Education a preserve of the rich?
22 January 2014, 11:55
The recent performances and ensuing statistics after the primary school results are announced has often left many disappointed. Hopes have been dashed, potential career prospects ended in a second and ambition quashed. Many families have been left distraught with no hope for their young ones as the hope for a bright and better future seems a never ending mirage. In order to tackle this perennial problem, there is a dire need to revisit the drawing boards and ask ourselves, where did it all go wrong?
Prior to the advent of free primary school education, things were different. In fact, those days were better; performance was generally better in public schools. Come the much publicised free primary school education in 2003 with the NARC government and everything when amok. Enrolment hit all-time peaks. Many were happy that they would get a chance at education, something that had been a preserve of those with financial muscle in the society. A great initiative by the government, a thing that came later on to be enshrined in the constitution. The first batch of pupils to go through primary school through the free primary education scheme did their examinations around 2009. The statistics show that there were not very good results. This has unfortunately been the trend since then.
Those in the society with good finances have ensured that their children are enrolled in private schools where education systems are better. Where there is better supervision. Where there is better provision and installation of morals and discipline in the children. Many would rather spend money and enrol their children into this system as opposed to having them go to public schools where systems are wanting and the quality of education provided, appalling, to say the least.
A recent news story about a primary school with a population of over 3,500 pupils and around 28 teachers left many with more questions than answers. What is the level of teacher-pupil interaction? Are the teachers able to monitor progress in each and every of the 125 or the thereabouts pupils that they are allocated every day? This particular case is not isolated. The picture is the same in so many public schools around the country. Is there quality provided? Your answer possibly is as good as mine. The interaction is not present. The pupils do not get the knowledge that they need instilled in them. Their discipline levels are low. The results are poor at the end of their eight years of study. The numbers of students missing out on form one places will continue rising year after year. Consequently, desperation and hopelessness will sink into those missing out on those places as there is no proper contingency plan for them. Crime levels will keep on rising as these hapless young people often turn to crime.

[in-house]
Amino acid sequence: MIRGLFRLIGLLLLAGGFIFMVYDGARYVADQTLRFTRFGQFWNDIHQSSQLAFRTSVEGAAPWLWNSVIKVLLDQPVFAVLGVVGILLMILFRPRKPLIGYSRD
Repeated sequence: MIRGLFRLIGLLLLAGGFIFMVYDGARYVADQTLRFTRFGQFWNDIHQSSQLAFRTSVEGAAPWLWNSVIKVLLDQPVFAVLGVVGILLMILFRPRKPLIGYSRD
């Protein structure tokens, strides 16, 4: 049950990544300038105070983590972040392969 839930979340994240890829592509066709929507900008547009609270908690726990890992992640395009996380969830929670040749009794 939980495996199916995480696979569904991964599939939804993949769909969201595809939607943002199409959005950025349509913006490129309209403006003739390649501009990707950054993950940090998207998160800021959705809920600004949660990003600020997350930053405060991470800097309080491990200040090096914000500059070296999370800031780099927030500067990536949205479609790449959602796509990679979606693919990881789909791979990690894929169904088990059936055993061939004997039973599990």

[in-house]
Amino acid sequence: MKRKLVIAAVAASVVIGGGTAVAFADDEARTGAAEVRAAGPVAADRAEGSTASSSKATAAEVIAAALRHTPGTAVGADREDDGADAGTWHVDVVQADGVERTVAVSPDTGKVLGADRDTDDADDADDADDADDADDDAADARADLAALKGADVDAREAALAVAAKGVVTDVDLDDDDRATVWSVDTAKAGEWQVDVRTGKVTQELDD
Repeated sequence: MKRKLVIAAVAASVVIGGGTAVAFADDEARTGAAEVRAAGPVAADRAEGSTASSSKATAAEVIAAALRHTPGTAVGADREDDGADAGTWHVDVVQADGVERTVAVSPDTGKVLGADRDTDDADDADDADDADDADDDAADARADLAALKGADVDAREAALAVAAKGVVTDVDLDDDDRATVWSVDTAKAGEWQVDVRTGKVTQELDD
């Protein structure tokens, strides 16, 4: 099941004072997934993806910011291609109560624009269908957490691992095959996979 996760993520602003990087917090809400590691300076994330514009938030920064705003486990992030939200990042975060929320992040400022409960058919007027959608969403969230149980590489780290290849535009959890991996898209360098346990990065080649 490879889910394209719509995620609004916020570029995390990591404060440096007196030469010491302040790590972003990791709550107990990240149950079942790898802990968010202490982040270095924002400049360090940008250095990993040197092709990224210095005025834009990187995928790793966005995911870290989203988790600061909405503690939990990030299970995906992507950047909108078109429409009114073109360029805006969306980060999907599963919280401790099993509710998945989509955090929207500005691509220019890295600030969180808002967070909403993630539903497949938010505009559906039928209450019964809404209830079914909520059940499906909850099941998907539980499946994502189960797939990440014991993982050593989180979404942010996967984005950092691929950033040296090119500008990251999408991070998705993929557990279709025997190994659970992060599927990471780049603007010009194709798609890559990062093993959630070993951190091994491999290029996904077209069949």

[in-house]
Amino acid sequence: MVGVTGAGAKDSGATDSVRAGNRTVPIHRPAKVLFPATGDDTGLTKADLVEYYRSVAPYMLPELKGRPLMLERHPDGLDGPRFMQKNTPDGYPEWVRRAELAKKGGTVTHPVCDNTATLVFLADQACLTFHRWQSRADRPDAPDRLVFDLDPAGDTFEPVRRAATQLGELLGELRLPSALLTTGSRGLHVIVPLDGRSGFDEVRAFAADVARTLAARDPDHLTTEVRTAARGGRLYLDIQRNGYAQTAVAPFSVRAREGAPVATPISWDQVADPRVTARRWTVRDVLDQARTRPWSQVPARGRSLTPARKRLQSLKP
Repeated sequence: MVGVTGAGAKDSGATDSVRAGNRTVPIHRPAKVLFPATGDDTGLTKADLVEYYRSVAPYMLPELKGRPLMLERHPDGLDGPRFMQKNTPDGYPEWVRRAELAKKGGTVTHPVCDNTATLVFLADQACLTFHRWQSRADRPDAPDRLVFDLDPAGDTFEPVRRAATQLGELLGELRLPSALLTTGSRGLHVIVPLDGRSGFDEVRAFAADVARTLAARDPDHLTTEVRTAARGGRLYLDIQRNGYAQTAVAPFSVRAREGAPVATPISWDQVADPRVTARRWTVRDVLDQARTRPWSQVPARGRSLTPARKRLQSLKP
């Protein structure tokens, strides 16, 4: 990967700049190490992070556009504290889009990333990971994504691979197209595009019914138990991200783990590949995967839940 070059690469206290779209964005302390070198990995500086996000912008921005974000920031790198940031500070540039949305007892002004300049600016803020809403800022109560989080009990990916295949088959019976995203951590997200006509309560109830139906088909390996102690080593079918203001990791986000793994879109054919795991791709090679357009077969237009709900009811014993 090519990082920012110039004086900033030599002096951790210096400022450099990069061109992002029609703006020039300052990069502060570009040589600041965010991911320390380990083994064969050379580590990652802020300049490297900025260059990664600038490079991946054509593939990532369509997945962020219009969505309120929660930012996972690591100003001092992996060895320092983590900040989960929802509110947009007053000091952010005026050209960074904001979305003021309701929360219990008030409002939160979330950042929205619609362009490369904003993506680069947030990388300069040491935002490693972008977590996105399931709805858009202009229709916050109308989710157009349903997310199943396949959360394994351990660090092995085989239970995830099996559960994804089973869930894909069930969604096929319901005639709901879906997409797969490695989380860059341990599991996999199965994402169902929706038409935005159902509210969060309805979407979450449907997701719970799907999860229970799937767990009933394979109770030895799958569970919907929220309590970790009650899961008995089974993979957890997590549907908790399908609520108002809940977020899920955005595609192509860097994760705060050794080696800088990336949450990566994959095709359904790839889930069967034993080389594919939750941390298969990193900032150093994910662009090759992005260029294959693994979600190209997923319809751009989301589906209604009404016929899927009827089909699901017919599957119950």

Proper primary school education is not free and has never been free ever since it was introduced. Proper education comes at a huge cost. Maybe it is time the government went back to the drawing boards. Can free and quality primary school education be achieved? I believe it can, yes!
With proper structures, proper funding, proper accountability, proper monitoring and much more improved efforts from the government, our children can start getting proper free primary and even secondary school education. At the moment though, education will remain a preserve of the financially endowed.
Pancras Mutuma-Public Relations Consultant
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